Maybe neither applies to you- senior projects rarely progress beyond a thesis (or final report), and probably everybody moved in different directions afterword. Then it's up to you regarding the thesis- your institution would likely allow you to submit a corrected report if you wanted to submit one.

    Now for the slide show. You can't present results you *know* to be false, obviously. If there's not enough time to generate corrected slides, you can always sketch what the slides would have been on a blackboard or whiteboard (Just make sure to request a black/whiteboard prior to the interview!). It wouldn't hurt to point out that while you may *seem* unprepared, in fact you are a true *professional* who cares about their work.

    Good luck!
  6. Feb 20, 2013 #5
    Try and snatch victory from the jaws of defeat- now your presentation is about how we can't trust data just because it LOOKS right. You once did a project where at first blush, the data was amazing, but after applying corrections you discovered....
  7. Feb 20, 2013 #6
    Thanks everyone so far, let me provide some more context below

    1) This was a project I carried out for an extra-curricular team I was a member. I was testing an airfoil I designed and compared the results to a computer code similar to XFOIL

    2) I find it strange that my uncorrected curves agree so closely with the XFOIL results. When I applied the correction factors the average percent error was about 50%, without it it was only 10%

    3) I did not apply these initial corrections when I presented the results (did not know they existed). No one in the audience (mostly professors) questioned the validity of my data in this regard. This leads me to believe that I might be applying these corrections well, incorrectly. However after reading a paper by Selig, I found I was using the same methods.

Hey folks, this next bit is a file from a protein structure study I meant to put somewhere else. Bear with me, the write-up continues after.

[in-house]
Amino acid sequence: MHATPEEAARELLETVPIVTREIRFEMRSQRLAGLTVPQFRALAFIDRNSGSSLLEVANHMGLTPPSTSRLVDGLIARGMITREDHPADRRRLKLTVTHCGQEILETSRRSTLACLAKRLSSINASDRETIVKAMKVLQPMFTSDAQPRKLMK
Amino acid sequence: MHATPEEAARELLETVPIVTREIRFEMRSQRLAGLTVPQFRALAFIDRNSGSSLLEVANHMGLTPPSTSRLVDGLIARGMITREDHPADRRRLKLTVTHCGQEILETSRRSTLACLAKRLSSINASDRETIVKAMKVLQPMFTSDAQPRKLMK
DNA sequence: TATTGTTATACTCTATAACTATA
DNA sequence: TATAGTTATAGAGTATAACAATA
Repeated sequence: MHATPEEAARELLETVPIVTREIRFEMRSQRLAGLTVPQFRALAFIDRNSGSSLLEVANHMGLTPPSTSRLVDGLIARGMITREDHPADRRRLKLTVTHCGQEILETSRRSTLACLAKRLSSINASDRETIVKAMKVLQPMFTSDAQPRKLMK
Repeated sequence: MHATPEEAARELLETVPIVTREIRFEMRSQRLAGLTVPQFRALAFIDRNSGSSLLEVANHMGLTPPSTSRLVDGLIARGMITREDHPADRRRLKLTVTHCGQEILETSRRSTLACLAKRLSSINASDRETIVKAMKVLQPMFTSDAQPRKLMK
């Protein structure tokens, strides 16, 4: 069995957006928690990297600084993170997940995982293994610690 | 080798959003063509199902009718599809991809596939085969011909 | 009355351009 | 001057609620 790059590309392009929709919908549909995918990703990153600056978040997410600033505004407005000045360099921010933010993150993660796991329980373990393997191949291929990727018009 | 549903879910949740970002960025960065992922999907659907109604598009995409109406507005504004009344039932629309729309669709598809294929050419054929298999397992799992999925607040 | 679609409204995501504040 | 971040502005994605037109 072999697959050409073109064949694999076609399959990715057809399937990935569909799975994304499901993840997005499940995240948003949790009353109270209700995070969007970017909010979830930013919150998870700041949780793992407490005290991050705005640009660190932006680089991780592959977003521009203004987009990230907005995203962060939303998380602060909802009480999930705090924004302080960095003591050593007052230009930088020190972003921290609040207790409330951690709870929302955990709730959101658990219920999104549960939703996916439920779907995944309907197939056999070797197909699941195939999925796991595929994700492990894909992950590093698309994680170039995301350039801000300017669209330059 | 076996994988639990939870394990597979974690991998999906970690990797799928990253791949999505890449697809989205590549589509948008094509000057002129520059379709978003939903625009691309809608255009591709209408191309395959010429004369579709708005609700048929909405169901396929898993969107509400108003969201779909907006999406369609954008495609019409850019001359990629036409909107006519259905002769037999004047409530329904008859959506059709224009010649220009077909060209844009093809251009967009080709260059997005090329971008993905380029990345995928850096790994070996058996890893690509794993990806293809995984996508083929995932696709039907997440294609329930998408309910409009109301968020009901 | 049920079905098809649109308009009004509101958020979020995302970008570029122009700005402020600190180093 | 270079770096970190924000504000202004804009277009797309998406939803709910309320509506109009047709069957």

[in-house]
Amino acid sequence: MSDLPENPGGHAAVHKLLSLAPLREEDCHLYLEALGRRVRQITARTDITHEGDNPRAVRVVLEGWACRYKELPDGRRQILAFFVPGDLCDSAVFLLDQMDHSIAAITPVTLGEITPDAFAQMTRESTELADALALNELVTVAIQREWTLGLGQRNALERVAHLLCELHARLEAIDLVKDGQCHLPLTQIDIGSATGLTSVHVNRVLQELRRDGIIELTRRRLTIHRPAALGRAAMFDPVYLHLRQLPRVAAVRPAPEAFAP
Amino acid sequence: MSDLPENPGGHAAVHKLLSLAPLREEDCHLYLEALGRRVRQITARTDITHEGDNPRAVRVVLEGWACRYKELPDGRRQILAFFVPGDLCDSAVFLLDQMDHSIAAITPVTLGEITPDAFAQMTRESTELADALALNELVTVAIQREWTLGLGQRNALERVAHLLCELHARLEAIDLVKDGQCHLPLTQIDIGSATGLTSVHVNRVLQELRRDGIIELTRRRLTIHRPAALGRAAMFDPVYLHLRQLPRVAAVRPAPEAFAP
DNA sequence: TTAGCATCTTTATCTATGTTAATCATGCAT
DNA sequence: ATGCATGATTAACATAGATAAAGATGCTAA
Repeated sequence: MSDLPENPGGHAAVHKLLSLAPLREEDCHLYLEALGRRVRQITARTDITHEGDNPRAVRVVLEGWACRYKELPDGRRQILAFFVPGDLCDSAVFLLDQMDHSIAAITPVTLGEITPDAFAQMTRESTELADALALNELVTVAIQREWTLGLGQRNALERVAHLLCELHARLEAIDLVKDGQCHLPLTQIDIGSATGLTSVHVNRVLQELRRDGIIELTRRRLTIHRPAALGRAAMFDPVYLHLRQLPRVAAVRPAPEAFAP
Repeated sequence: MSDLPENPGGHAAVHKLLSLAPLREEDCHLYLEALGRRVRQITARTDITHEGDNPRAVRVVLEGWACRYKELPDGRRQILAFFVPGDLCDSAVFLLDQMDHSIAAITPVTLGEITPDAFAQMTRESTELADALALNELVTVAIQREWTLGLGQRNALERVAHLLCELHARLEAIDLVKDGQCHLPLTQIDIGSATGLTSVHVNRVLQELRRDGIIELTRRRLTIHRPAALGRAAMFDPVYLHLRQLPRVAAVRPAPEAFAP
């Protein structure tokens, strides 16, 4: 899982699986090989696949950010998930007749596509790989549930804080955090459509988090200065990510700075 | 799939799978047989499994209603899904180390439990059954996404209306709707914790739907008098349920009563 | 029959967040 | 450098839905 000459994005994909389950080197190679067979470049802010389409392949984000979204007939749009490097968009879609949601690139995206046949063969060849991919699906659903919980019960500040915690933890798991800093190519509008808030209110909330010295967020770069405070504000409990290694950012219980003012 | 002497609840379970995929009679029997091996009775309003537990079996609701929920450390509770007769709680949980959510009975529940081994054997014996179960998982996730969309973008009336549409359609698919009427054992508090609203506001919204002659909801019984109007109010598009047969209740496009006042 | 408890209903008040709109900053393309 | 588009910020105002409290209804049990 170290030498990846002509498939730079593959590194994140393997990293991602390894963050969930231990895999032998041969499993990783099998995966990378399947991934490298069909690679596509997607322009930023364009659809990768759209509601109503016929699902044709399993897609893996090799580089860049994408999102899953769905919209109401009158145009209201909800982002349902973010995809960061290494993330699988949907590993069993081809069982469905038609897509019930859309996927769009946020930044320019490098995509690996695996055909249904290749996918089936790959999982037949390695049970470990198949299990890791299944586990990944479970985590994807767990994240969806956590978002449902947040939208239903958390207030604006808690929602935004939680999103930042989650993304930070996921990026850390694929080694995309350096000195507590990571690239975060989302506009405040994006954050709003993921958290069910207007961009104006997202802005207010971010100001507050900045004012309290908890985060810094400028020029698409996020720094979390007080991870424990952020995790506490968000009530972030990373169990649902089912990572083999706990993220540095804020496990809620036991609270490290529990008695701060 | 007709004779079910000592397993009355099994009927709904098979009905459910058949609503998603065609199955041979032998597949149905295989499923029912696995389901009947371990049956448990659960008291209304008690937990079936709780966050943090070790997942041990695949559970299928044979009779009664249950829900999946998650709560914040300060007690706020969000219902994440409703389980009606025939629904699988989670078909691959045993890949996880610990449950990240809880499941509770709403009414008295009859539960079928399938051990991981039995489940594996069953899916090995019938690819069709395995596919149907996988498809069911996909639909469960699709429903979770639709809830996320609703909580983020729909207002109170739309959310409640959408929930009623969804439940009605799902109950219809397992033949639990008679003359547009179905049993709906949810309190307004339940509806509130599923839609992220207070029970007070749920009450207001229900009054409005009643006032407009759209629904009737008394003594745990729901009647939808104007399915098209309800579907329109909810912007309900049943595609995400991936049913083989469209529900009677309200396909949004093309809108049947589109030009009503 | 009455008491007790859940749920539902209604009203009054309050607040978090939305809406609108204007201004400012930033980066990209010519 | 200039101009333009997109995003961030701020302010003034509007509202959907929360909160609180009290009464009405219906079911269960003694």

4)Contrary to my test results, the aircraft the airfoil was implemented on flew beautifully. In fact, we lost about 1/6 of our wing area due to a faulty take off and it still flew fine. I don't think this was luck. Had the airfoil followed the specs dictated by the corrected results, I doubt it would have gotten off the ground.
  8. Feb 21, 2013 #7
    Get help from an expert, a prof or ta in aero, make sure there isn't some mistake in how you implemented the corrections.
  9. Feb 21, 2013 #8


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    Unless you have a lot of experience with CFD modelling (which I guess you don't, since you were still a student), maybe the problem is you had unrealistic expectations about how good the correlation should have been, and your expectations were reinforced by the "first time lucky effect".

    I don't have any reason to think that XFOIL is not a good implementation of the assumptions built into it, but with any model correlation exercise, never forget that the real world hardware hasn't read the theory manual for the software!
  10. Feb 27, 2013 #9
    So, I went back and looked at my data and I dont think I had a serious error so much as I came across and interesting phenomena in the flow behavior. I also narrowed down some possible sources of error. Now, who wants to critique my slides? :)